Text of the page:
Almost immediately the article went viral. Millions clicked on Dave’s list and began to comment on the post. It didn’t take long for the national media to take notice. A very prominent CNN blogger posted a scathing rebuke of the article. The Huffington Post put their two cents in, as did the Daily Kos and many other big-time blogs around the country.
Yours truly received thousands of emails, some good, some not so good. Some emails called me heroic, others called me things so offensive, they’re better left unsaid.
Clearly, my Rich Habits Research and Dave’s article hit a nerve. After the fog cleared, I realized why so many felt so strongly about Dave’s post.
There are millions out there who believe those in poverty are victims and there are millions out there who believe you are personally responsible for your financial circumstances in life.
Those who embrace this ideology believe poverty is outside their control. You are poor because you were born and raised poor and there’s nothing, other than winning the lottery, that will lift you out of poverty. Life screwed you, end of story.
They see poverty as something inflicted upon them by their parents, society, rich people, Wall Street, banks, government policies, etc. This victim ideology is responsible for creating a cycle of poverty that infect future generations of a family.
Personal Responsibility Ideology
People in this group believe that everyone has the ability to become rich and successful through hard work, good habits, devotion to learning, self-discipline and sheer grit and determination. They believe each person is personally responsible for their life’s circumstances and no one else is to blame.
After interviewing 177 self-made millionaires and 128 poor people over a five year period, I learned that wealth and poverty are manufactured. The tools we use to manufacture wealth or poverty are our habits, thinking and the choices we make in life.
When Dave Ramsey posted that 20 Things piece, it hit a nerve because it challenged the belief system of the poor who were conditioned to believe that they were victims of poverty. And it reaffirmed the belief system of those who believe each person is personally responsible for their lives.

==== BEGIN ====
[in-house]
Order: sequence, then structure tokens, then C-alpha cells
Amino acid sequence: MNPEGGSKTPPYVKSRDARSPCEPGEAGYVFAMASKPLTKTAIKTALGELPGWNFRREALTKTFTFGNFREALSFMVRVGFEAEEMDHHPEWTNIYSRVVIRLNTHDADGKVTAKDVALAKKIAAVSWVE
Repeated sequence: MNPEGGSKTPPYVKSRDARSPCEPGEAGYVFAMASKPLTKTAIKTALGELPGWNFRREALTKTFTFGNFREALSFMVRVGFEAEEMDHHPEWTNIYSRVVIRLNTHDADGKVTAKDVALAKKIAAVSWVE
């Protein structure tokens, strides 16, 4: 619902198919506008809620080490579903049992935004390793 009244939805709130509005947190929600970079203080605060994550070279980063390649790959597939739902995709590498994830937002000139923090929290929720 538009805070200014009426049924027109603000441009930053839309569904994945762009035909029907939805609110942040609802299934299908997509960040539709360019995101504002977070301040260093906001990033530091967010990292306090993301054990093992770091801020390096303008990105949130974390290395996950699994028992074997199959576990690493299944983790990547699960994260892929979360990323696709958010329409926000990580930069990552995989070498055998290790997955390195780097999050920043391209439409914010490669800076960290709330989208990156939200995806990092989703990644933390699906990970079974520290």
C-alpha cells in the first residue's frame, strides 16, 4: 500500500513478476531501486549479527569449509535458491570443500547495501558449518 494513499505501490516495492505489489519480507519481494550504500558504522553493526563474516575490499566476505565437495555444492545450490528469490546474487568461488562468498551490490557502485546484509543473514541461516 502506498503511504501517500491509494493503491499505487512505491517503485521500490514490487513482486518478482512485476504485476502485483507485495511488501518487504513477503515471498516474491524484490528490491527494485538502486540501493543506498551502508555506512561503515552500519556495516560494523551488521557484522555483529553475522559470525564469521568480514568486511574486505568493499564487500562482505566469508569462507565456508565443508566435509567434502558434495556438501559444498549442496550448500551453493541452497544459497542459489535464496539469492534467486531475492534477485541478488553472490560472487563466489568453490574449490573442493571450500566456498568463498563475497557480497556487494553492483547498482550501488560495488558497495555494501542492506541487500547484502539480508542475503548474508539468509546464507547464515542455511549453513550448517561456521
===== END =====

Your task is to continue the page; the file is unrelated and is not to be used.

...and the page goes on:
If you are poor, you must adopt certain, specific habits that help lift you out of poverty. I call these the Rich Habits:
- You must forge the daily habit of reading to learn every day. Thirty minutes or more is the magic number.
- You must change your thinking from negative, hopeless and pessimistic to positive, hopeful and optimistic. Almost everyone who succeeds and then becomes wealthy has a positive mental outlook.
- Habits are contagious. If you associate with too many poor people, you will adopt their habits and remain poor. If you associate with successful people, they will infect you with habits that help you to list yourself up out of poverty.
- If you pursue a dream, something you are passionate about, that pursuit will force you to grow and improve. You will transform yourself into the person you need to climb out of poverty and become successful in life.
- If whatever you do adds significant value to the lives of others, they will pay you a lot of money and make you rich.
- If you spend more than you make, no matter how much you make will not be enough to make you wealthy. As a rule, you must consistently save and invest 20% or more of your income over many years.